Fig. 23.2
figure 2

Results of the four conservation scenarios. The size of the dots indicates the size of the assessed hydropower project (depending on the installed capacity in megawatts). The further right a dot is placed, the higher the conservation conflict. Projects above the dashed line were considered as attractive, whereas projects below the line were evaluated as less attractive from the energy-economic point of view (Modified from Seliger et al. 2016)

The HY:CON study formed the scientific basis for the WWF Eco Masterplan III where the main outcomes were finally summarized as follows:

  1. 1.

    The expansion of hydropower in Austria happens uncoordinated. Projects do not originate from an elaborate national plan—in fact, most of the projects derive from private interests of (private) investors or entrepreneurial targets of single energy suppliers and other companies.

  2. 2.

    Expansion targets for hydropower in Austria are far too ambitious (7 TWh/a till 2020). Moreover, many of the projects identified within this study show massive conflicts of objectives with other European and national targets and/or legal regulations. A high share of the investigated projects is in conflict with conservation needs in almost all scenarios—even in the “minimal conservation scenario,” numerous projects are in “high” conflict with conservation needs. Therefore, an implementation of the present projects appears to be questionable even from a legal perspective.

In the course of data collection, major data gaps became evident. There is no comprehensive, publicly accessible database regarding power plant projects in Austria that includes, in particular, energy-economic figures that follow a consistent system. Furthermore, a significant lack of ecological data exists; specific information on relevant water-related objects of protection (species and habitats) does not exist or is not publicly accessible. However, the study shows that it is indeed possible to create, in a timely manner and with reasonable efforts, an information basis that contributes to the development of an expansion strategy and to secure the most important ecological values. Strategic planning, also in the frame of IRBM, is feasible.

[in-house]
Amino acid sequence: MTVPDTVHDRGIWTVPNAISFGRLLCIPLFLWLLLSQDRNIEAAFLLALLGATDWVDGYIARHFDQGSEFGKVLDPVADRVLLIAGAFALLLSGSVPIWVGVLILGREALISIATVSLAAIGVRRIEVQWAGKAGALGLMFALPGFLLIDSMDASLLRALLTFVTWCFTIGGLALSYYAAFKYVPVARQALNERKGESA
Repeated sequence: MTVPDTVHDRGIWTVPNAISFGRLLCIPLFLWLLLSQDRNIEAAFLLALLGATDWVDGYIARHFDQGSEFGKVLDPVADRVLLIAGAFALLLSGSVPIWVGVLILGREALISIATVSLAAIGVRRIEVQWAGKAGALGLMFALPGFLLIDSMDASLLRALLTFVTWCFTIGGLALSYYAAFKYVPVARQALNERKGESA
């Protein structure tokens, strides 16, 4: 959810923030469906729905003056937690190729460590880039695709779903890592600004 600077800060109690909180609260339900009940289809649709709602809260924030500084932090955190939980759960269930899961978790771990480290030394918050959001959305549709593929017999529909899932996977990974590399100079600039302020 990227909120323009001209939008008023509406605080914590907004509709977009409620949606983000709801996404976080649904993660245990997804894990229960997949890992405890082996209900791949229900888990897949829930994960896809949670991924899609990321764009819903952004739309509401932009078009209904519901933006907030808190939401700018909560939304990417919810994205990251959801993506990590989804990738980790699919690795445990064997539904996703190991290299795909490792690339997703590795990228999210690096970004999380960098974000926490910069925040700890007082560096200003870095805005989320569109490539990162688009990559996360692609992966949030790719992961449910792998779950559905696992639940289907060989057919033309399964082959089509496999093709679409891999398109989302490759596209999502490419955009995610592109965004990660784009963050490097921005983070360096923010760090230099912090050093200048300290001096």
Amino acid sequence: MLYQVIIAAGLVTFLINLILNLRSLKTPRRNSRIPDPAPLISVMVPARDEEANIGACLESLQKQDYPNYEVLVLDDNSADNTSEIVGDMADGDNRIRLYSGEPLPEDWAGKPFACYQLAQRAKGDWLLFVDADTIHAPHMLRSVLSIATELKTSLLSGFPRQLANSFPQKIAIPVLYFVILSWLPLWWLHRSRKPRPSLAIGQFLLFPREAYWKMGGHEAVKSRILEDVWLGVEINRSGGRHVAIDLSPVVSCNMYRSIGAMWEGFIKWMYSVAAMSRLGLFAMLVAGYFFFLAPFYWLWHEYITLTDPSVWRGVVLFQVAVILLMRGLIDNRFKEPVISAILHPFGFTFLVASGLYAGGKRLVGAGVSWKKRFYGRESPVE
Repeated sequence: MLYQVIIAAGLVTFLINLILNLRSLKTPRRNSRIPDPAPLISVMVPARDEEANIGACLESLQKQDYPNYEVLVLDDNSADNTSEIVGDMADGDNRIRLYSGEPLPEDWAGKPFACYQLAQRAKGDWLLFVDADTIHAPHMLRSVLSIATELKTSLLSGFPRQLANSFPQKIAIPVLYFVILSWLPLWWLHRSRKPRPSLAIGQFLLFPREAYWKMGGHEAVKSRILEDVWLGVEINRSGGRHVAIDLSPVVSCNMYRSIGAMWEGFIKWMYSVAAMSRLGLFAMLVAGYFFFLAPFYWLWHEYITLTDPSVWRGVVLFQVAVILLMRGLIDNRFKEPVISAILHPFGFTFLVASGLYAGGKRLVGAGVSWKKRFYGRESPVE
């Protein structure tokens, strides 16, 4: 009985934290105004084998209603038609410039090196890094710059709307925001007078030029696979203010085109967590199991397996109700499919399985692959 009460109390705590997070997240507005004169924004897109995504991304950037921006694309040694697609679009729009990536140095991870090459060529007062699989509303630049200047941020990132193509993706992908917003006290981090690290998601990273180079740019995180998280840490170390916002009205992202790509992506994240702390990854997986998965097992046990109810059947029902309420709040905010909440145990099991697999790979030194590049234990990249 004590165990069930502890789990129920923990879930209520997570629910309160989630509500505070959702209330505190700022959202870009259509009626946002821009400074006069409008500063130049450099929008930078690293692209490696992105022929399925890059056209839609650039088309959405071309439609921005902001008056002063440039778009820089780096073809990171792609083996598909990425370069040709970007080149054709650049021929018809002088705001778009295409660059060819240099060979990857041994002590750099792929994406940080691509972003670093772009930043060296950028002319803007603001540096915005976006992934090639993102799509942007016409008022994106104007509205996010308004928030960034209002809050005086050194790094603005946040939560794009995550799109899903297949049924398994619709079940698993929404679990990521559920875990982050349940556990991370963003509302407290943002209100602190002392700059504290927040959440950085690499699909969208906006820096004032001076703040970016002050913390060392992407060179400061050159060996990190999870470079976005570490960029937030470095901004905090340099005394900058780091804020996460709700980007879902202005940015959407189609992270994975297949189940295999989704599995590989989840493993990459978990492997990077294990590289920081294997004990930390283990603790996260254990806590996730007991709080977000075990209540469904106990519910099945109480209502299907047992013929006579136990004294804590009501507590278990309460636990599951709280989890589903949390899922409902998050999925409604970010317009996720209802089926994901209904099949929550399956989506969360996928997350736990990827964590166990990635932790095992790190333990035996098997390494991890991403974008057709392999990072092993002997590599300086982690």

It is equally obvious that the limit of an expansion potential that is acceptable from an ecological perspective has already been reached. This is especially evident in the intensity of hydropower expansion along Austrian waterbodies (70% of the Austrian river network already affected by hydropower), on the one hand, and, on the other hand, when considering realistic expansion scenarios, half of all projects are in conflict with applicable European and national laws. Thus, they can only be approved by exemption. Therefore, this data confirms for WWF that the peak of hydropower expansion has been reached in Austria.

The results regarding small hydropower plants are sobering. Although this industry enjoys a public reputation of being a seemingly clean, acceptable form of energy (often touted as an alternative to large projects), this view needs to be put into perspective after thorough analysis. The number of micro and small projects in Austria must be examined critically from both an energy-economic perspective and in terms of nature and water protection. Half of the projects analyzed were evaluated as not attractive from the energy-economic point of view. The contribution of these projects to the overall energy production is negligible. It can be argued that small hydropower plants do not support climate protection as these only make an insignificant energy contribution and do little, from a national strategic perspective, to decarbonize the Austrian economy. Yet it is expected that the vast number of projects has a massive impact on nature, since so many small hydropower plants are located in ecologically sensitive areas.

From these outcomes, WWF Austria formulated three conclusions on where the national policy has to change:

Redefinition of Strategic Expansion Targets of Hydropower